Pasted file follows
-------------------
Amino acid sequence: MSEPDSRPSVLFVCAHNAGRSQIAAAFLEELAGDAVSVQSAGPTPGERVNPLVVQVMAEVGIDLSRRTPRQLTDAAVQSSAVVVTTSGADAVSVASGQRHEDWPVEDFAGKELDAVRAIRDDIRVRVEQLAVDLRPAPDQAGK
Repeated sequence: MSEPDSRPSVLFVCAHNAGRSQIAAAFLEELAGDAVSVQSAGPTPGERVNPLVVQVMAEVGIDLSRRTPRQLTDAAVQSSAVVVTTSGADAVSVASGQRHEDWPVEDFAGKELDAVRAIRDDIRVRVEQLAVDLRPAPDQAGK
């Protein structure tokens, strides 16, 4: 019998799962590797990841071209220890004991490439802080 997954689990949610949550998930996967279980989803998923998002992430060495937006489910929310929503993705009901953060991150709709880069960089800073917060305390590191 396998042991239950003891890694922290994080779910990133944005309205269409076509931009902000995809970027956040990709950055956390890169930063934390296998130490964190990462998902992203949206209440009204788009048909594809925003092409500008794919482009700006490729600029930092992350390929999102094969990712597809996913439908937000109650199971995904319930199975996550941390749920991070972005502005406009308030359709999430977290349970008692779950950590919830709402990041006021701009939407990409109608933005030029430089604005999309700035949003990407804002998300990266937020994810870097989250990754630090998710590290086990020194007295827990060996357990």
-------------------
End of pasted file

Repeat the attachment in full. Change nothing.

Amino acid sequence: MSEPDSRPSVLFVCAHNAGRSQIAAAFLEELAGDAVSVQSAGPTPGERVNPLVVQVMAEVGIDLSRRTPRQLTDAAVQSSAVVVTTSGADAVSVASGQRHEDWPVEDFAGKELDAVRAIRDDIRVRVEQLAVDLRPAPDQAGK
Repeated sequence: MSEPDSRPSVLFVCAHNAGRSQIAAAFLEELAGDAVSVQSAGPTPGERVNPLVVQVMAEVGIDLSRRTPRQLTDAAVQSSAVVVTTSGADAVSVASGQRHEDWPVEDFAGKELDAVRAIRDDIRVRVEQLAVDLRPAPDQAGK
């Protein structure tokens, strides 16, 4: 019998799962590797990841071209220890004991490439802080 997954689990949610949550998930996967279980989803998923998002992430060495937006489910929310929503993705009901953060991150709709880069960089800073917060305390590191 396998042991239950003891890694922290994080779910990133944005309205269409076509931009902000995809970027956040990709950055956390890169930063934390296998130490964190990462998902992203949206209440009204788009048909594809925003092409500008794919482009700006490729600029930092992350390929999102094969990712597809996913439908937000109650199971995904319930199975996550941390749920991070972005502005406009308030359709999430977290349970008692779950950590919830709402990041006021701009939407990409109608933005030029430089604005999309700035949003990407804002998300990266937020994810870097989250990754630090998710590290086990020194007295827990060996357990």